I don’t remember when I first read a Hardy Boys book, but it must have been early. My family couldn’t afford to buy books very often, so I took advantage of the library or school or anywhere I could borrow them. When I did find a new one, I’d plop down and read it through in one sitting, ignoring other parts of life, like chores and responsibilities; my parents were tolerant of my obsession, so I was left alone to enjoy all that I could. I was, in that blessed way, captivated by books. I still remember being surprised by The Mystery of the Two Towers (Hardy Boys #1), finding that the towers of the house were not the tower referred to in the riddle. How clever was that!
Likewise, reading Nancy Drew and other similar series were just as enthralling.
When I considered writing my own mystery stories for young people, I set out to imitate what I thought were these types of books’ prime elements: 1) the characters never got older, so the allure of who they were and what they were capable of, especially as they related to me, never changed; 2) the characters had access, either through themselves or through their families’ friends, to cars, boats, airplanes, trains, busses, and basically any other thing they needed made them seem oh-so mature and grown-up, but yet I knew they weren’t; 3) the trust of their parents was complete, which enabled them to be involved in an amazing variety of experiences and locations; and 4) each book was devoted to only one mystery, had easily recognizable bad people, had surprisingly interesting mysteries, had lots of clues that had me attempting to solve the mysteries on my own, and lots of action.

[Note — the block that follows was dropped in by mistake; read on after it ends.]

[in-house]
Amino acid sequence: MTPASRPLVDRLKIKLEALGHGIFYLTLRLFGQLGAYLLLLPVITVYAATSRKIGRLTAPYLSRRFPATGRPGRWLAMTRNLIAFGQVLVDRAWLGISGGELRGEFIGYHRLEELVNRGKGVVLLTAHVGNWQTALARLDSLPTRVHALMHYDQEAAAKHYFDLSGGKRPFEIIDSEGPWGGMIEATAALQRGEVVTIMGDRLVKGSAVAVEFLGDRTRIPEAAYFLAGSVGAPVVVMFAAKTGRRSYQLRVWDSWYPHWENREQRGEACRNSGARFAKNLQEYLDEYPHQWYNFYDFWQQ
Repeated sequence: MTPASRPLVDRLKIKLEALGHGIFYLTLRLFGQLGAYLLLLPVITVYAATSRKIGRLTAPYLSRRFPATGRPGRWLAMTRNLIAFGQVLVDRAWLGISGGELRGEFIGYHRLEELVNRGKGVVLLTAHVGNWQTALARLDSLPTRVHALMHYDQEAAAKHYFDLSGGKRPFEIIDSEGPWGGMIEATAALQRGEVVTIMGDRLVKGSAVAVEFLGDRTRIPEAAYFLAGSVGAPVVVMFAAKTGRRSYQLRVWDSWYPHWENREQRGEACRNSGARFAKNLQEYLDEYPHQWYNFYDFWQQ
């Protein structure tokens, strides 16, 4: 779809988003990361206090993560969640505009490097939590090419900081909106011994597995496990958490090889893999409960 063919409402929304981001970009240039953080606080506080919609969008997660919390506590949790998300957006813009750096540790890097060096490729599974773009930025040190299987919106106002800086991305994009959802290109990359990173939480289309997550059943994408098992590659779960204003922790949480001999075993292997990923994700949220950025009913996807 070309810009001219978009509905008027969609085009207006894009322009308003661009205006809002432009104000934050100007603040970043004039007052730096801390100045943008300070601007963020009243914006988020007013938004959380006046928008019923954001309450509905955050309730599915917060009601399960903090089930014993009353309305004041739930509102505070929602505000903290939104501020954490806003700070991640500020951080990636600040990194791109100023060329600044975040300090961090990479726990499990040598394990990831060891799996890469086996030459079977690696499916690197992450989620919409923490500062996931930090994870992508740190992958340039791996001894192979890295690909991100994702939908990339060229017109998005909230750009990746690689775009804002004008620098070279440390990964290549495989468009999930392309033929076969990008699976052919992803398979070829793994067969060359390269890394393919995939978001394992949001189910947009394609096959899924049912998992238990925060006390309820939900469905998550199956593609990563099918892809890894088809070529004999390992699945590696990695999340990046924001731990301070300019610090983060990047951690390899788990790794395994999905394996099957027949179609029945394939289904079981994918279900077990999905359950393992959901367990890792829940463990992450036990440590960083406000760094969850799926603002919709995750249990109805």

And the good people always won in the end.
Over the last few posts, I’ve talked specifically about the writing of the Mogi Franklin Mystery Series. I hate being so obvious in using ideas, principles, and structures of story creation from people like Frank Dixon, Tony Hillerman, and Clive Cussler, but I can’t help but to want to recapture what it was like for me to find myself captivated by their words and story. Those literary devices give richness and depth to stories that it’s much like listening to a good speaker or story teller and realizing that it is not only the story that captures the heart and mind, but the methods used in their presentations.
There is more to say regarding my writing processes, and I will, but I think this series of comments has run its course. Thanks for tuning in.
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Don Willerton has been a reader all his life and yearns to write words like the authors he has read. He's working hard at it and invites others to share their experiences.